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A Tale of Two Theories

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Introduction

A Tale of Two Theories Macbeth(c.1607), written by William Shakespeare, is the tragic tale of Macbeth, a virtuous man, corrupted by power and greed. This tagedy could in fact be called "A Tale of Two Theories". One theory suggests that the tragic hero, Macbeth, is led down an unescapable road of doom by an outside force, namely fate in the form of the three witches. The second suggests that there is no supernatural force working against Macbeth, which therefore makes him responsible for his own actions and inevitable downfall. It must be remembered that Macbethis a literary work of art, and as a peice of art is open to many different interpretations, none of them right and none of them wrong. ...read more.

Middle

Second, the witches have to be dispelled as a source of Macbeth's misfortune before the latter theory can be considered. It is admittedly strange that the weird sisters first address Macbeth with,"All hail, Macbeth! hail to thee Thane of Cawdor!"(I.iii.49), a title which not even Macbeth is aware he has been awarded. Even stranger is the third witch calling to Macbeth,"All hail, Macbeth, that shalt be king hereafter!"(I.iii.50). However as stated by Bradley,"No connection of these announcements with any actions of his was even hinted by [the withches]"(232). Some are still not convinced though of the witches less than supernatural role; nevertheless, Macbeth appears throughout the play to be completely aware 3 of his actions, as opposed to being contolled by some mystic force. ...read more.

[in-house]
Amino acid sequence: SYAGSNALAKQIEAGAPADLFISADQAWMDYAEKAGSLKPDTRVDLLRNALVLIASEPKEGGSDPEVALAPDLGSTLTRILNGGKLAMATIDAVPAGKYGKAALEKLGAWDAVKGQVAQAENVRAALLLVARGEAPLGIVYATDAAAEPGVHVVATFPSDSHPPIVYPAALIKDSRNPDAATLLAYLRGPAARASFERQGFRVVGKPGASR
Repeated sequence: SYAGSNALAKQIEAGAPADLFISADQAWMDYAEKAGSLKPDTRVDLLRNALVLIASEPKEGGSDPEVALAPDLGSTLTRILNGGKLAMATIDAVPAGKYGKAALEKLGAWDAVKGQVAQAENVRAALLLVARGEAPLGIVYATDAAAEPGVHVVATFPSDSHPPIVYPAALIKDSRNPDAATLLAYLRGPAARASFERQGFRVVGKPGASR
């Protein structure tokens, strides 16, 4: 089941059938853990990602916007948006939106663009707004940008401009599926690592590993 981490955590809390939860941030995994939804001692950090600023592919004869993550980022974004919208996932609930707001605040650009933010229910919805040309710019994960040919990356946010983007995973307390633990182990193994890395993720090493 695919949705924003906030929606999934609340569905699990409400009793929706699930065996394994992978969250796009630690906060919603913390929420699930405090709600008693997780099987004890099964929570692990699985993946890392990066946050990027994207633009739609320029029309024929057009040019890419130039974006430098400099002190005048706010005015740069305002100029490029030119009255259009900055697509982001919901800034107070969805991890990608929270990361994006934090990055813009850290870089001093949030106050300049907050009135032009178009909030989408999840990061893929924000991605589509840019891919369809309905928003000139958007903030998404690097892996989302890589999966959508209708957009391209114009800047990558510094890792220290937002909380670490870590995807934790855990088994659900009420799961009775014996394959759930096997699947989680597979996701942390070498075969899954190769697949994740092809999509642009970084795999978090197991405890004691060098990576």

Conclusion

The answer is clear, Macbeth is a totally cognizant principal and not a mindless puppet. Later the head witch, Hecate, declares,"Hath been but for a wayward son,/Spiteful and wrathful, who, as others do,/Loves for his own ends, not for you." (III.v.11-13), which again highlights Macbeth's ambitious nature. The most significant part of the play is the part that is missing, and that is a connection between Macbeth's ambition and some spell cast by the weird sisters which might be said to magically cause an increase in his desires. While purposely played in a mysterious setting, the location is not meant to cloud the true theme of the play with the supernatural. Macbeth simply succumbs to natural urges which take him to a fate of his own making. Everyone has character flaws that he must live with; Macbeth simply allowed those flaws to destroy him. ...read more.

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